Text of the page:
Garry, P.J., Lynch, Aarons and Pritzker, JJ., concur.

ORDERED that the order is modified, on the law, without costs, by reversing so much thereof as granted plaintiff's motion for summary judgment; said motion denied; and, as so modified, affirmed.

Footnotes

Footnote 1: Supreme Court's dismissal of the prior mortgage foreclosure action pursuant to CPLR 3215 (c) did not state that it constituted an adjudication on the merits and, therefore, defendants were not precluded from litigating the CPLR 205 (a) tolling provision issue (see e.g. Rodrigues v Samaras, 117 AD3d 1022, 1024 [2014]).

Footnote 2: Defendants do not dispute that the subject foreclosure action would have been timely commenced at the time of commencement of the prior foreclosure action, that the instant foreclosure action is based on the same occurrence as the prior action and the dismissal was not based upon a voluntary discontinuance, lack of personal jurisdiction or a final judgment on the merits (see CPLR 205 [a]). Defendants also concede that, if the tolling or savings provision provided for by CPLR 205 (a) is found to be applicable, plaintiff's action was otherwise timely commenced within the applicable six-month period following dismissal of the prior action.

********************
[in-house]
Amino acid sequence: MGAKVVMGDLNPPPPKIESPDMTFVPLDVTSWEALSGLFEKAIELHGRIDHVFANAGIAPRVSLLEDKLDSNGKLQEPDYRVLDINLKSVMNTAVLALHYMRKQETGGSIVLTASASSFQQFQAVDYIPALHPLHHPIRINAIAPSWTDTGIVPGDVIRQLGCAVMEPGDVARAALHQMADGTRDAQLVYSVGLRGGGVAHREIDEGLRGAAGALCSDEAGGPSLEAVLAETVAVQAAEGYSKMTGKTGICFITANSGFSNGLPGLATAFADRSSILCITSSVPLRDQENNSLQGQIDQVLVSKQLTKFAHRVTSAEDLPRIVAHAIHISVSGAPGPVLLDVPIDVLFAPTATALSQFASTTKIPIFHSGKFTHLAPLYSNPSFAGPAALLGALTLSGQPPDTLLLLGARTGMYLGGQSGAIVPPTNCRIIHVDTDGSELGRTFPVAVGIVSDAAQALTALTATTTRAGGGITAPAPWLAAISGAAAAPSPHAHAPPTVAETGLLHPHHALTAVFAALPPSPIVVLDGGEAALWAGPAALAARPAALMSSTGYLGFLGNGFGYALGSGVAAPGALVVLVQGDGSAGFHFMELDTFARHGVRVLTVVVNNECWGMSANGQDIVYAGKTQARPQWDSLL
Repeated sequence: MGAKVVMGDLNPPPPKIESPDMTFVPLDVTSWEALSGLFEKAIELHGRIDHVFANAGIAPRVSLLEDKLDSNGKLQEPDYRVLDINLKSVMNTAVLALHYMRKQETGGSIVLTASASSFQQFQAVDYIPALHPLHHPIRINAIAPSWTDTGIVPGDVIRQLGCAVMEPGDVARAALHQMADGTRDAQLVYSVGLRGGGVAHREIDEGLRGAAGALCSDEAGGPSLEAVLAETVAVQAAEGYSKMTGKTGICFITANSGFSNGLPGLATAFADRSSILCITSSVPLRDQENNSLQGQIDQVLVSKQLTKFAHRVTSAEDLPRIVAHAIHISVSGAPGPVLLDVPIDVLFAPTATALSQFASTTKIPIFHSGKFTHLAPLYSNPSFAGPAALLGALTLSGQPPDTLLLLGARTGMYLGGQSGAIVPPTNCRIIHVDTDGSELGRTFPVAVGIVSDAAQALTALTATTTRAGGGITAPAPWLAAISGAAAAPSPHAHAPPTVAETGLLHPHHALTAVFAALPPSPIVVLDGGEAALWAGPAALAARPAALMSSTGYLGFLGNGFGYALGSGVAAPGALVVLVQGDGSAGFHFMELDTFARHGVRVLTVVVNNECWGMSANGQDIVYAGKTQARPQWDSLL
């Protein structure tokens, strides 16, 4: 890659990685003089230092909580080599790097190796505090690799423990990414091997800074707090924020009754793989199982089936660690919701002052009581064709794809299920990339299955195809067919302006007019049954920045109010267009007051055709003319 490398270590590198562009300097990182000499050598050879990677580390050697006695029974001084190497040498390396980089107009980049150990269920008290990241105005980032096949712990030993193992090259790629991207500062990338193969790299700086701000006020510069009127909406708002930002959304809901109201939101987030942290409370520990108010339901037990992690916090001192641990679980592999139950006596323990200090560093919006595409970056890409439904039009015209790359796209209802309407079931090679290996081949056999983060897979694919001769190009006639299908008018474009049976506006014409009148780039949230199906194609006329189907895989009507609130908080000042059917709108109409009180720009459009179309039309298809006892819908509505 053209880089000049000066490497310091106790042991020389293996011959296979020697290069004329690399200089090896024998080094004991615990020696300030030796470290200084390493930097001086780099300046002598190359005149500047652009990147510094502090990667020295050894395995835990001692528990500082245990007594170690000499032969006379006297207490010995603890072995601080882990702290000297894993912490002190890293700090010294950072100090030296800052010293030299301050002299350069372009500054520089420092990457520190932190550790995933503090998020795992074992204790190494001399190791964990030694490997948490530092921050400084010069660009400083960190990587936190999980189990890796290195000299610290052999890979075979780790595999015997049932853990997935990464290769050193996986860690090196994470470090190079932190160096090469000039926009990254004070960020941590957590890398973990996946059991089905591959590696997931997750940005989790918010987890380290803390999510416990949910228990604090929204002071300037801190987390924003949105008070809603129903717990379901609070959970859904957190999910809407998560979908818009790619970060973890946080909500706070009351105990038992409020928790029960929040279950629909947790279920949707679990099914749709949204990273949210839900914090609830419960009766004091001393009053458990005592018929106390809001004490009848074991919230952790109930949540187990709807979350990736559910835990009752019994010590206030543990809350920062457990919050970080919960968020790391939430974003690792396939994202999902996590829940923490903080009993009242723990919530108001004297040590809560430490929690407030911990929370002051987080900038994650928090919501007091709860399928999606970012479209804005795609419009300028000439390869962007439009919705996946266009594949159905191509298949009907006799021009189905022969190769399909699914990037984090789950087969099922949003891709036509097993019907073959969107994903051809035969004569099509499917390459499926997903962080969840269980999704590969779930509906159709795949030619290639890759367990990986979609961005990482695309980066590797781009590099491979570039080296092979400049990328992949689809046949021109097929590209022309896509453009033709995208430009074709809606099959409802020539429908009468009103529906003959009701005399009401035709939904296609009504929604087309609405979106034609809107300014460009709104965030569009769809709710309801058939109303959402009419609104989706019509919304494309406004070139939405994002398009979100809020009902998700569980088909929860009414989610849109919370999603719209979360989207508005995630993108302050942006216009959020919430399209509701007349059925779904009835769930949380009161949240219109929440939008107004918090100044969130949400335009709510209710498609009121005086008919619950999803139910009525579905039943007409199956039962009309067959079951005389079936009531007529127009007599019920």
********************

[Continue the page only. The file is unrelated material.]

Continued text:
Footnote 3: We find without merit defendants' contention that Supreme Court erred by not disregarding the affidavit of the authorized officer based upon her alleged lack of personal knowledge and the fact that Caliber Home Loans, Inc. was neither a named plaintiff nor the proper document custodian. Plaintiff appointed Caliber Home Loans, Inc. via a limited power of attorney as its attorney-in-fact and loan servicing agent, and the authorized officer averred that she had personal knowledge of the subject loan transaction such that her affidavit was admissible in consideration of whether plaintiff established that it had standing (see e.g. Citibank, NA v Abrams, 144 AD3d 1212, 1216 [2016]).